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Jackie Barrett and Kevin Richmond in Budapest, 1992
Kevin Richmond (L) & Jacqui Barrett (R) on stage at the opera house in Budapest, Hungary in 1992 (I think). The quality’s dreadful, but I love the picture

This is Dec. 5th in my dance inspirations advent calendar. Opened already: December 1st 2nd 3rd 4th

How different life might have been if Jackie hadn’t been doing the Professional Dancer’s Teaching Certificate at the RAD in 1986 when I had my first job there. I played for some of her classes, we got on, she liked the way I played, I liked the way she taught, and one Sunday afternoon, she invited me to meet some people from ENB (or Festival Ballet, as it was then), including one of the pianists. Sooner or later, I was invited to play for a company class, and over the next three years, I freelanced at ENB and fell in love with the company, its dancers, and everything it stood for.

Is it any wonder? After class one day, I stayed to watch Lynn Seymour rehearsing Anastasia since I had a couple of hours to kill. One evening, Peter Schaufuss asked me if I would mind terribly staying on another hour so that he and Lynn could rehearse Romeo & Juliet. One legend after an other walked in and out of those studios, and although it was often years before I realised just how lucky I was to have been there, there was a constant electrical charge from all the talent & artistry.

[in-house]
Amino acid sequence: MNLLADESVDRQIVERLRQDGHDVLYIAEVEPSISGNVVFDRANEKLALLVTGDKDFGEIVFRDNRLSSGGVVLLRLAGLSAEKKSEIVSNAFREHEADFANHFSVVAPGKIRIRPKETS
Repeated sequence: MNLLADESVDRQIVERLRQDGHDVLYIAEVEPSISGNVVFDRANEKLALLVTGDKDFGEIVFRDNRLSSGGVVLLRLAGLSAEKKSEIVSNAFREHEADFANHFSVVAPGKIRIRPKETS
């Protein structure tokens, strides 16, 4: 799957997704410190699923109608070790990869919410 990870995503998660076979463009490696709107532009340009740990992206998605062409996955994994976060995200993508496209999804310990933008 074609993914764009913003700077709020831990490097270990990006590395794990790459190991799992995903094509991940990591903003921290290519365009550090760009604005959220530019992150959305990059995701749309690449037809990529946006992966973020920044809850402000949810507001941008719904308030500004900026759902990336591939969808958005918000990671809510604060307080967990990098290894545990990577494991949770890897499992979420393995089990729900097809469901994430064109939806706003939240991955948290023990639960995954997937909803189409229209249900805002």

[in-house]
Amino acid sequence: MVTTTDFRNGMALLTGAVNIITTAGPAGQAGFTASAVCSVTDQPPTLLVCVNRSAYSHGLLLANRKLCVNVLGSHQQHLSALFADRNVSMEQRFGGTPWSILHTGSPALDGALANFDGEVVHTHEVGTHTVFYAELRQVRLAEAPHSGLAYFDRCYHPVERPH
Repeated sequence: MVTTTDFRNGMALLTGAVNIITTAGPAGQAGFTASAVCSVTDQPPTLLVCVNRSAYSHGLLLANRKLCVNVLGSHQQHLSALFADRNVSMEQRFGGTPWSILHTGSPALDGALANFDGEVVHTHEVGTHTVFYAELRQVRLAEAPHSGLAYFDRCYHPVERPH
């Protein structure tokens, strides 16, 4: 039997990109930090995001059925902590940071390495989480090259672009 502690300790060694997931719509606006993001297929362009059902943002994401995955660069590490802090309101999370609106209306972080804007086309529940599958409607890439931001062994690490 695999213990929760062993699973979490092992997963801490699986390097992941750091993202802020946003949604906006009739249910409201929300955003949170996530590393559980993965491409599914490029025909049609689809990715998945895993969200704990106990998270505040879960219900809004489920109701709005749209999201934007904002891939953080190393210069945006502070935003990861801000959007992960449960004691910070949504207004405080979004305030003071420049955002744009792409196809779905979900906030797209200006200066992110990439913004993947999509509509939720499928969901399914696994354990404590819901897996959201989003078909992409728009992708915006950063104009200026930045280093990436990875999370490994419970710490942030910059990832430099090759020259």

Then in 1990, both Jackie & I joined the company full-time, she as ballet mistress, me as pianist, and – as with most of the stories in this tale, we became best mates, and a great professional team. She was a brilliant ballet mistress, who managed to keep the respect of dancers, choreographers, directors and management all at once, a juggling act that few manage successfully.

Jackie’s expert analytical eye could trace the root of many a problem in the studio, which was great for dancers, of course, but also for me as an accompanist. She is one of only very few people who know instantly/instinctively when a problem is with the dancer rather than the music, or vice versa. If she doesn’t know, she will get dancer & musician together and analyse & discuss it until she does know, always with the utmost diplomacy and respect to everyone involved.

Her acute observation and analytical skills meant that she was often able to highlight why something did or didn’t work for class, and she cared enough to discuss it afterwards, or while the class were stretching. As with all the best teachers, she herself responded constantly to the music during class (as opposed to those who ignore the music themselves, but command their dancers to respond to it), often turning to me during an exercise with a smile and a compliment when it was something she particularly liked or was particularly suitable. Her marking was impeccable – clear, rhythmic, elastic, expressive and fun. Once the exercise had started, she could establish a good tempo with her voice within a couple of counts, a rare but essential skill.

She was one of the most efficient, practical, intelligent and professional people I’ve worked with, indeed, she taught me the meaning of most of those words in the context of the theatre, all done with the greatest warmth and sense of humour. I’ve lost count of the number of times we cried laughing on tour, and one of the first classes she taught, she made me corpse at the piano. I hope her students at the Royal Ballet School realise what a gem they’ve got.

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Jonathan Still, ballet pianist